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It is high time to take organized crime on the high seas seriously • Stimson Center

Thanks to modern technology and artificial intelligence, our vast planet – 70 percent of which is ocean – is getting smaller by the minute. Our ability to monitor human impacts on the ocean and better protect and manage its vast resources has grown exponentially over the past decade. And yet we are not applying that ability. While our 21st century skills can give us the critical information we need to do this work, our legal and policy tools are severely outdated. “Areas beyond national jurisdiction” remain a place where outlaws and organized criminal networks can thrive.

The high seas are one of the most dangerous places on earth – and there is no law or court that can dispense justice when a stateless fishing vessel is involved in gruesome crimes, including murder. Renowned journalist Ian Urbina has been reporting this story for years. His book and related project, titled Outlaw Ocean, have documented the enormous amount of criminal activity that takes place at sea, with no one for victims or their families to turn to for accountability. As Ian put it, the high seas are “too big to police, and in the absence of a clear international authority, these vast expanses of treacherous waters are the scene of rampant crime and exploitation.”

One of the most widespread forms of criminal activity is illegal fishing, including the sometimes inhumane treatment of crews of violating fishing vessels. It is estimated that one in five fish caught globally is through IUU fishing, worth at least US$36 billion. This is a conservative estimate; in today's market, this cost could be much higher. Security experts have called illegal fishing a “global scourge” and one of the greatest threats to ocean sustainability. It has devastating impacts on ocean ecosystems, depletes global fish stocks, threatens global food security, and undermines many fragile coastal economies and communities around the world.

Make no mistake: industrial fishing vessels operating in remote waters outside national jurisdictions are a convenient place for many other crimes – including human trafficking, forced labour, smuggling of illegal drugs and weapons, and piracy – due to a lack of transparency in the sector and weak legal and enforcement frameworks. The recent case of Adrianaa rusting fishing trawler that sank off the coast of Greece last June, killing hundreds of migrants on board, is a good example. The country's coast guard reportedly only observed the floundering vessel – which had engine trouble and was without food or water – but claimed it was powerless to take action because the ship was in international waters. And late last month, a Greek court dismissed the case against the ship's crew for the same reason – because the vessel was in an area outside the jurisdiction of national courts.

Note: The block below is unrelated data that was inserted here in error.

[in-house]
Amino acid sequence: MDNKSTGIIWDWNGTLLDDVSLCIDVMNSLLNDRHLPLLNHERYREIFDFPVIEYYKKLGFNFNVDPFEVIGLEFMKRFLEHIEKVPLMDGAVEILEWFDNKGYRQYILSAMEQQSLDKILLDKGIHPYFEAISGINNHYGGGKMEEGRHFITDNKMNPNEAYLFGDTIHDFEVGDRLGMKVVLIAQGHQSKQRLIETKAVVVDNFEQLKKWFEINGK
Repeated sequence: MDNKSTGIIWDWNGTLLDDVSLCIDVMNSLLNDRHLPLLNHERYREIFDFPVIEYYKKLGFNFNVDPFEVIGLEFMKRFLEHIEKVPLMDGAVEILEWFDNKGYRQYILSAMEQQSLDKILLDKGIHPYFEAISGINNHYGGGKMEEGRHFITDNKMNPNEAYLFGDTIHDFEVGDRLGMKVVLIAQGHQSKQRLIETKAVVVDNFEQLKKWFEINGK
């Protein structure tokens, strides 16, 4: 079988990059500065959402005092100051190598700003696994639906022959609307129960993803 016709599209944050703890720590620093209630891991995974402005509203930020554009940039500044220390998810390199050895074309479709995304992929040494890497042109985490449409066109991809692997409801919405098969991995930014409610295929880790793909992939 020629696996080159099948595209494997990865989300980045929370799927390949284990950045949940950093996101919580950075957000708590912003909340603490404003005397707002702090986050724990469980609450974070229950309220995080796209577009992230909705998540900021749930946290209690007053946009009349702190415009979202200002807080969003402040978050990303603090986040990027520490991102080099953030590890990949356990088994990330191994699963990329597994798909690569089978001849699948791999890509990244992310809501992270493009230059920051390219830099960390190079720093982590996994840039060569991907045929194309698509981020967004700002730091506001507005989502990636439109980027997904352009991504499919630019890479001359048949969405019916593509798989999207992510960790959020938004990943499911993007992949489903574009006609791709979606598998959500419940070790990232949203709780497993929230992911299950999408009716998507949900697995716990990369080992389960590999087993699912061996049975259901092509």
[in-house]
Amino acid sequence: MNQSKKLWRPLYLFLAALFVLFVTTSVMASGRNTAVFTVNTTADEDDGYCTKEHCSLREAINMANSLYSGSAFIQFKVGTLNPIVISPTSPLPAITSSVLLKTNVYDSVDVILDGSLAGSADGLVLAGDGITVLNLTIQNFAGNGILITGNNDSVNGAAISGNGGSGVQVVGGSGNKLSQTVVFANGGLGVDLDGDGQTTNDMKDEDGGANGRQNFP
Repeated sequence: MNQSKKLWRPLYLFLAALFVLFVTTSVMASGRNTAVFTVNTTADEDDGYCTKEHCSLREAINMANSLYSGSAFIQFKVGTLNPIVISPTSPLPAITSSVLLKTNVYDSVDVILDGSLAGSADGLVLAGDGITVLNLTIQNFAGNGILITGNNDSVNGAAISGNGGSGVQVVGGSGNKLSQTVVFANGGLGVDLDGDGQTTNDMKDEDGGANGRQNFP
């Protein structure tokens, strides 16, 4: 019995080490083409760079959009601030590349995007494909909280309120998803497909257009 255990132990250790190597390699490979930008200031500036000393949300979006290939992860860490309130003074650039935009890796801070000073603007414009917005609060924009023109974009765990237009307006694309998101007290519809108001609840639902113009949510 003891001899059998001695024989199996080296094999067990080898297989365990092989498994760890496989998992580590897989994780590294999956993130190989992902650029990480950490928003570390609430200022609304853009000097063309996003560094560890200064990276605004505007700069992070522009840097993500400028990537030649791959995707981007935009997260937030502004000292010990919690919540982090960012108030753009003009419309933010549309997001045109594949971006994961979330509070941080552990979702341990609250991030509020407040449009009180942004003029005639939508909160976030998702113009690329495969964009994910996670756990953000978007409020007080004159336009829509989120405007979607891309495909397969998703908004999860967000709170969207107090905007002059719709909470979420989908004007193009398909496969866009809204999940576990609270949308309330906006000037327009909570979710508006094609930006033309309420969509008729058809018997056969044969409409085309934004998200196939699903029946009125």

But there are bright spots. Artificial intelligence, as well as satellite and other remote sensing technologies, are abundant and can provide real-time information on any potentially illegal activity by industrial fishing vessels. And they are beginning to be deployed on a large scale. President Biden put IUU fishing on the U.S. global security radar by issuing a National Security Memorandum that orchestrated a whole-of-government approach to combat IUU fishing. The United States and some other countries have stepped up activities to raise awareness in the maritime domain and encourage the sharing of more information to help those countries that lose the most from illegal fishing, such as Pacific island nations. The U.S. Coast Guard works closely with an international nonprofit called Global Fishing Watch to promote better ocean governance through transparency. And organizations like the Stimson Center support these efforts by serving as the secretariat for the IUU Fishing Action Alliance, a group of countries (including the United States) and organizations committed to working together to combat IUU fishing.

The scale and scope of illegal fishing is becoming increasingly clear. The seas are in grave danger – more than 30 percent of the world's fish stocks are overfished, there are countless illegal fishing vessels using more forced labor than we know about, not to mention human trafficking, drug smuggling, arms trafficking and piracy. In addition to the threats to the food, economic and environmental security of developing coastal states, the lack of transparency in global seafood supply chains means that U.S. consumers are too often in the dark about where the fish they buy is caught, who owns the fishing vessels and what labor rights abuses might be occurring on the vessels and in the processing plants.

And yet there is still no concerted global effort to bring about justice. We watch as the seas are plundered and many innocent people pay the price. We have still not come together in a concerted way to bring about lasting change. Raising general awareness of these crimes is not enough. The fact that we know they are happening makes our inaction even more tragic. We must now redouble our efforts. We have the means. We have the capacity to seriously curb serious crime on fishing vessels in areas beyond national jurisdiction. What we need now is coordinated action. With serious global cooperation and leadership – including from the world's most prolific fishing nations like the United States, Europe and China, and multilateral organizations like the Food and Agriculture Organization – we can bring law and order to the high seas.